The importance of diversifying our employment experience
In the 1960s, the large migration waves of skilled labor from developing countries (particularly India) to more favorable geographic, economic or professional environments became a phenomenon known as “brain drain.” The expression carried with it many negative connotations, especially when viewed through the economic lens of developing countries, whose citizens contributed considerable sums in taxes to the higher education institutions that trained professionals such as doctors, architects and engineers.
Regardless of the economic debate around the migration of skilled labor and whether or not it was detrimental to a developing nation’s growth or to the job market in the recipient country, the true fascination with the phenomenon, at least in my opinion, lies not in the collective movement and its economic impact, but in the metamorphosis of the individuals subjected to the experience of migration and its impact on their growth and development. On an individual level, “brain drain” was in fact a source of personal and professional enrichment for those brave enough to choose to hone their skills and compete in a global job market.
In today’s economy, the movement of labor has become more common and ever more fluid. The growth of the shared economy has blurred out any remains of borders and altered everything we thought we knew about the world order. This disruption, which has shaken the global economy, forces one to rethink the expression “brain drain” and replace it with the more fitting “brain globalization.” This recognizes that the international mobility of skilled human capital has become an integral part of life in today’s global economy.
Furthermore, with youth unemployment soaring (particularly in Arab countries), individuals are left with little choice but to widen the scope in their search for job opportunities. More than ever, a global mindset and outlook is rapidly becoming a valuable asset on an individual level, and one that can open career doors anywhere in the world. So, how can we promote a global mindset in the countries of the Arabian Gulf (and elsewhere) and equip their people with the qualities that will both widen their horizons and enrich their professional lives?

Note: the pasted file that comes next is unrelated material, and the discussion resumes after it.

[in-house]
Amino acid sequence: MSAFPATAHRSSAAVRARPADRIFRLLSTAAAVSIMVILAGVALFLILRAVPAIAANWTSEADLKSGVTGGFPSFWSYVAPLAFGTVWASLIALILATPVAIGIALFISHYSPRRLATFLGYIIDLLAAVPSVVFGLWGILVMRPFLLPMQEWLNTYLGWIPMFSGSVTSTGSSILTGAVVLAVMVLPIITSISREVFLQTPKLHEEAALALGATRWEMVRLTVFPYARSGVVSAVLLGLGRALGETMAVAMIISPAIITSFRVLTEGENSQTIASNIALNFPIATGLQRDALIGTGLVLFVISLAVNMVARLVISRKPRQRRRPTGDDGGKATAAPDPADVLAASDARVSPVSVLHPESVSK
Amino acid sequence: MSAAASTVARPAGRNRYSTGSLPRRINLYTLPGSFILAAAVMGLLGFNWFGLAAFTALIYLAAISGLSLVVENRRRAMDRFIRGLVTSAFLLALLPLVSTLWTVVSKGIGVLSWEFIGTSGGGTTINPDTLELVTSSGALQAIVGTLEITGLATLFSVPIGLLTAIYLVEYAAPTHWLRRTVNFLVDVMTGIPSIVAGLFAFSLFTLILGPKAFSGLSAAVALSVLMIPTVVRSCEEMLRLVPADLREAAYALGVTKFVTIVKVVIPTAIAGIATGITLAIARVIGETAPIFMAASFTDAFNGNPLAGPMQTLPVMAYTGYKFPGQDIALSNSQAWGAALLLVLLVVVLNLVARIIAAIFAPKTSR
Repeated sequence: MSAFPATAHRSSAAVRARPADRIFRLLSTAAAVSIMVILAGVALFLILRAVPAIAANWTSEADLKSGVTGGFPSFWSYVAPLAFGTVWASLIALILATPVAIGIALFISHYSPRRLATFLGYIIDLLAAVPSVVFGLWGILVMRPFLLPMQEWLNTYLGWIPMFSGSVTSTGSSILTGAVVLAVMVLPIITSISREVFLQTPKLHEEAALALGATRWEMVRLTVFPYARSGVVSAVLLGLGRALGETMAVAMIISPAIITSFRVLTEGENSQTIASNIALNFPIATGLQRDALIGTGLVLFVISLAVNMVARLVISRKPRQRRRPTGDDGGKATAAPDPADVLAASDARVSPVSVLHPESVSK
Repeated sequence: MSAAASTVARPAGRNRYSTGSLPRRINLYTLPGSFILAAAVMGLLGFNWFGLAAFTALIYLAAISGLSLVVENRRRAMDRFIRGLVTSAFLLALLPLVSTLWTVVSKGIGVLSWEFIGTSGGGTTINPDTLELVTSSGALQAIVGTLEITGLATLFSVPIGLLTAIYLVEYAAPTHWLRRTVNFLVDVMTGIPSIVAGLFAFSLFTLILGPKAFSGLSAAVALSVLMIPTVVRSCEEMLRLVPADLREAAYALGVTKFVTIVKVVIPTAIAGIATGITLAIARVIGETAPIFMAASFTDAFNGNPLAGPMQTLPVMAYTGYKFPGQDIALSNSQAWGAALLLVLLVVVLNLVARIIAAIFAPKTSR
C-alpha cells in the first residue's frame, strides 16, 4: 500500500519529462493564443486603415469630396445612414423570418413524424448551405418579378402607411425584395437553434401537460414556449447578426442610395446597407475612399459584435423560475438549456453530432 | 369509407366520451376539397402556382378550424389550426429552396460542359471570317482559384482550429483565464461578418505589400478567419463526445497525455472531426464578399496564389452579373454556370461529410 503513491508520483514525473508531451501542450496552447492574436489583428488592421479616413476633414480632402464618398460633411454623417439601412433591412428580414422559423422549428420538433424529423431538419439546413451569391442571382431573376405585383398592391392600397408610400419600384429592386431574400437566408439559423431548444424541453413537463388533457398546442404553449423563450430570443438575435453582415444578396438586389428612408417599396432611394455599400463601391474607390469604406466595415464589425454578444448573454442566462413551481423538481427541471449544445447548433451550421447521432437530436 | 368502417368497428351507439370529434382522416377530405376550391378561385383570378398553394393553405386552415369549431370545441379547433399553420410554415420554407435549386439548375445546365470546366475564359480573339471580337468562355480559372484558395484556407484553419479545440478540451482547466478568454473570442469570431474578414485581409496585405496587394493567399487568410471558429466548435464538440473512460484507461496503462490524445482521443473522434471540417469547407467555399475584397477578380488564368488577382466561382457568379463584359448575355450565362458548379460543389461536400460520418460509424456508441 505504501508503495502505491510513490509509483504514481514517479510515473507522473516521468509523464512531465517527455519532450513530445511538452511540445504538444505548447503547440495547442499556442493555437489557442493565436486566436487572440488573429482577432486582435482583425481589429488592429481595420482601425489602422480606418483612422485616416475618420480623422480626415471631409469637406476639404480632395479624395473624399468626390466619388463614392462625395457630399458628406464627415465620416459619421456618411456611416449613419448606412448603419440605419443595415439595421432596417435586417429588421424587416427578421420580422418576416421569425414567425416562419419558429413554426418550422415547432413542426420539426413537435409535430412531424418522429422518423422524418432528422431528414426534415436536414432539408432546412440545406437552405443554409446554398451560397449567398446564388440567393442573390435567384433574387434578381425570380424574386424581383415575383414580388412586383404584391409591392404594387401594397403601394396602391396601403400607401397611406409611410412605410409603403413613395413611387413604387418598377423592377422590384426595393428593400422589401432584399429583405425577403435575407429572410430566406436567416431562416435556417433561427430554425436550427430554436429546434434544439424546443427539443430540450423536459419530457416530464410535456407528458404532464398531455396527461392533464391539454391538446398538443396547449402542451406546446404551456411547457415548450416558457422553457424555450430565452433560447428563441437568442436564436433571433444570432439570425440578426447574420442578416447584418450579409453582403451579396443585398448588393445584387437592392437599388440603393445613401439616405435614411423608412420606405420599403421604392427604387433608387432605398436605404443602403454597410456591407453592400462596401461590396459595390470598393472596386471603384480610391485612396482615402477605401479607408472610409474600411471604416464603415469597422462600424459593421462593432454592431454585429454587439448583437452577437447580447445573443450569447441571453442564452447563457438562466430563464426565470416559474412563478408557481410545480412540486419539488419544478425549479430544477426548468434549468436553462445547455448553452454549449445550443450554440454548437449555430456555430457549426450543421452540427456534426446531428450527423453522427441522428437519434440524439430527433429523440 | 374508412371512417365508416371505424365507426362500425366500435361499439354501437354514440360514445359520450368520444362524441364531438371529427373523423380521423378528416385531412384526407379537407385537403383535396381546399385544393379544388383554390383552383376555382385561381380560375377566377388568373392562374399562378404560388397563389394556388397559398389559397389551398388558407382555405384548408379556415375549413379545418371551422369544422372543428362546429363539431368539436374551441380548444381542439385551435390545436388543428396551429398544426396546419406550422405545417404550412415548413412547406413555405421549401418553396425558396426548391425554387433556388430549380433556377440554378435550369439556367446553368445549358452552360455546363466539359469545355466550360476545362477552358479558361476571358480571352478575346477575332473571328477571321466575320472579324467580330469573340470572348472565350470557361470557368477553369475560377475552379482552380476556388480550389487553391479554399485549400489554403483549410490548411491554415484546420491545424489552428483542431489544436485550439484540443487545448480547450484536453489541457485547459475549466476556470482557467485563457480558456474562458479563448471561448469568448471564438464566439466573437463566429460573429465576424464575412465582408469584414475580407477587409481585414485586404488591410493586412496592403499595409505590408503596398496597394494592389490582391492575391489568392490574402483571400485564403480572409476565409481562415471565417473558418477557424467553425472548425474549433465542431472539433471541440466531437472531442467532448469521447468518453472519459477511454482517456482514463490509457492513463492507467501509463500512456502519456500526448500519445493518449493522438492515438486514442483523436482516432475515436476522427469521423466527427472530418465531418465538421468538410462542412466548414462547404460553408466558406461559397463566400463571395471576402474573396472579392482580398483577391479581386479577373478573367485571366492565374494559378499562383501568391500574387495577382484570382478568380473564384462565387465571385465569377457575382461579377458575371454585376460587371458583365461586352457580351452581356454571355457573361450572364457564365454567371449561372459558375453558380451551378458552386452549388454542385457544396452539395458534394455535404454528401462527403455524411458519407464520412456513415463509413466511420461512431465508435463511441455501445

In an article published by Arab News in February, I proposed investing more in nationwide strategies to encourage multilingualism due to the many opportunities it can provide. In a largely globalized and connected world, every new language you learn is a ticket into a new country’s job market (or several if you choose a language spoken in different parts of the world).
A few years ago, I was a development worker managing a number of programs in French-speaking African countries, and my employer found it beneficial to invest in French classes for the team. Not only did this help us communicate better with our counterparts in other countries, but it represented a long-term asset we would carry with us no matter where our career paths took us. Learning a new language is perhaps the best way to increase your international employability. Oliver Watson, managing director for the UK, North America and the Middle East at Michael Page, the recruitment firm, recently stated that: “Companies are operating over so many international boundaries, so the more languages and experience with different cultures you can bring to a company, the more you can help expand its global reach.”